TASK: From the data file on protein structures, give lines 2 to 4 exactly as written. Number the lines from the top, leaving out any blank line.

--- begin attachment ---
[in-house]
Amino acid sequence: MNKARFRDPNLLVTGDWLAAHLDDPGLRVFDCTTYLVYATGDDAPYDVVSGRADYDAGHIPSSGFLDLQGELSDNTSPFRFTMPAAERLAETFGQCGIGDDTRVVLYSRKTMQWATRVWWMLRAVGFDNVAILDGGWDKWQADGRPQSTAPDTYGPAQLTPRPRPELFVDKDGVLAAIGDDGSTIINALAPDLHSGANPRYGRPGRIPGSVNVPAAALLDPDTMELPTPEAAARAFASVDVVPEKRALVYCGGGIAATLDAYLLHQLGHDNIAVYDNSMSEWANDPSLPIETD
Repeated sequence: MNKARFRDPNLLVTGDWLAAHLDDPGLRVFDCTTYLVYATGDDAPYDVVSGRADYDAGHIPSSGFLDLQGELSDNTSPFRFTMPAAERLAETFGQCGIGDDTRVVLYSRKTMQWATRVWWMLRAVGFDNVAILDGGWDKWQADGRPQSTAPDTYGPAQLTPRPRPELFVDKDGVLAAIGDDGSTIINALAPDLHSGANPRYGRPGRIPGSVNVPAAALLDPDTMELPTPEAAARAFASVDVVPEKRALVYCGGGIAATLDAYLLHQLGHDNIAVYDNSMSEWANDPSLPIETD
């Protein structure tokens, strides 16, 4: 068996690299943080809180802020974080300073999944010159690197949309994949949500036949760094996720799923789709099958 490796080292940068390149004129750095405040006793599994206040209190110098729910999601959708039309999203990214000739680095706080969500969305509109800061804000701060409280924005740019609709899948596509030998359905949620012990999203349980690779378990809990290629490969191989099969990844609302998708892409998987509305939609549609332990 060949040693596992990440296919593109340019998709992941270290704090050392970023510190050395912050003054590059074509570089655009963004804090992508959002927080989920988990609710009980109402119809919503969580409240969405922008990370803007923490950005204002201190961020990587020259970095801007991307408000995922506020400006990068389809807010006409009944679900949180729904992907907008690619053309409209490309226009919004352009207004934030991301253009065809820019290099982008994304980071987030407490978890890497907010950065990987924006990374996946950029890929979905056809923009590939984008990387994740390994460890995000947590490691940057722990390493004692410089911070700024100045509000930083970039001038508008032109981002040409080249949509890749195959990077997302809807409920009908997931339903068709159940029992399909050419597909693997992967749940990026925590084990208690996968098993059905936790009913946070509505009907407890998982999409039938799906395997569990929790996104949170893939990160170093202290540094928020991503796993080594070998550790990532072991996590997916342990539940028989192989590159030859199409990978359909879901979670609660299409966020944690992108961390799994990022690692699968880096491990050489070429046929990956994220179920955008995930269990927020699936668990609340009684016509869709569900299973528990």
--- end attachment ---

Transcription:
Amino acid sequence: MNKARFRDPNLLVTGDWLAAHLDDPGLRVFDCTTYLVYATGDDAPYDVVSGRADYDAGHIPSSGFLDLQGELSDNTSPFRFTMPAAERLAETFGQCGIGDDTRVVLYSRKTMQWATRVWWMLRAVGFDNVAILDGGWDKWQADGRPQSTAPDTYGPAQLTPRPRPELFVDKDGVLAAIGDDGSTIINALAPDLHSGANPRYGRPGRIPGSVNVPAAALLDPDTMELPTPEAAARAFASVDVVPEKRALVYCGGGIAATLDAYLLHQLGHDNIAVYDNSMSEWANDPSLPIETD
Repeated sequence: MNKARFRDPNLLVTGDWLAAHLDDPGLRVFDCTTYLVYATGDDAPYDVVSGRADYDAGHIPSSGFLDLQGELSDNTSPFRFTMPAAERLAETFGQCGIGDDTRVVLYSRKTMQWATRVWWMLRAVGFDNVAILDGGWDKWQADGRPQSTAPDTYGPAQLTPRPRPELFVDKDGVLAAIGDDGSTIINALAPDLHSGANPRYGRPGRIPGSVNVPAAALLDPDTMELPTPEAAARAFASVDVVPEKRALVYCGGGIAATLDAYLLHQLGHDNIAVYDNSMSEWANDPSLPIETD
């Protein structure tokens, strides 16, 4: 068996690299943080809180802020974080300073999944010159690197949309994949949500036949760094996720799923789709099958 490796080292940068390149004129750095405040006793599994206040209190110098729910999601959708039309999203990214000739680095706080969500969305509109800061804000701060409280924005740019609709899948596509030998359905949620012990999203349980690779378990809990290629490969191989099969990844609302998708892409998987509305939609549609332990 060949040693596992990440296919593109340019998709992941270290704090050392970023510190050395912050003054590059074509570089655009963004804090992508959002927080989920988990609710009980109402119809919503969580409240969405922008990370803007923490950005204002201190961020990587020259970095801007991307408000995922506020400006990068389809807010006409009944679900949180729904992907907008690619053309409209490309226009919004352009207004934030991301253009065809820019290099982008994304980071987030407490978890890497907010950065990987924006990374996946950029890929979905056809923009590939984008990387994740390994460890995000947590490691940057722990390493004692410089911070700024100045509000930083970039001038508008032109981002040409080249949509890749195959990077997302809807409920009908997931339903068709159940029992399909050419597909693997992967749940990026925590084990208690996968098993059905936790009913946070509505009907407890998982999409039938799906395997569990929790996104949170893939990160170093202290540094928020991503796993080594070998550790990532072991996590997916342990539940028989192989590159030859199409990978359909879901979670609660299409966020944690992108961390799994990022690692699968880096491990050489070429046929990956994220179920955008995930269990927020699936668990609340009684016509869709569900299973528990």